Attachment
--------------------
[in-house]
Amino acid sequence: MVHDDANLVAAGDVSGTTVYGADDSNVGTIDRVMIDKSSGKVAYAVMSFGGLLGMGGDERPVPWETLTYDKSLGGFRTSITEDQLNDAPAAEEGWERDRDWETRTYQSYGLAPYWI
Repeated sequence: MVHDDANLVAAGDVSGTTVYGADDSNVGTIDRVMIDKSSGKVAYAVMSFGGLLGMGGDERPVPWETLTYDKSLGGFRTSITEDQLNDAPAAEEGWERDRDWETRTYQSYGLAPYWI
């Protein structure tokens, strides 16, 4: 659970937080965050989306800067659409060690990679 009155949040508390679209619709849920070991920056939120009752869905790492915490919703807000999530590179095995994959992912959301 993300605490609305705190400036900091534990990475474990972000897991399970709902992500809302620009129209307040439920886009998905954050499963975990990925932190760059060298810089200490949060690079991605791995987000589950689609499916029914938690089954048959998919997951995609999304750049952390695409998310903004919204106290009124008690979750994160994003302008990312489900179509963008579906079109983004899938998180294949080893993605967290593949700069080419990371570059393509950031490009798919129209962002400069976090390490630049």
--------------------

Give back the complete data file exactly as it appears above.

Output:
[in-house]
Amino acid sequence: MVHDDANLVAAGDVSGTTVYGADDSNVGTIDRVMIDKSSGKVAYAVMSFGGLLGMGGDERPVPWETLTYDKSLGGFRTSITEDQLNDAPAAEEGWERDRDWETRTYQSYGLAPYWI
Repeated sequence: MVHDDANLVAAGDVSGTTVYGADDSNVGTIDRVMIDKSSGKVAYAVMSFGGLLGMGGDERPVPWETLTYDKSLGGFRTSITEDQLNDAPAAEEGWERDRDWETRTYQSYGLAPYWI
């Protein structure tokens, strides 16, 4: 659970937080965050989306800067659409060690990679 009155949040508390679209619709849920070991920056939120009752869905790492915490919703807000999530590179095995994959992912959301 993300605490609305705190400036900091534990990475474990972000897991399970709902992500809302620009129209307040439920886009998905954050499963975990990925932190760059060298810089200490949060690079991605791995987000589950689609499916029914938690089954048959998919997951995609999304750049952390695409998310903004919204106290009124008690979750994160994003302008990312489900179509963008579906079109983004899938998180294949080893993605967290593949700069080419990371570059393509950031490009798919129209962002400069976090390490630049």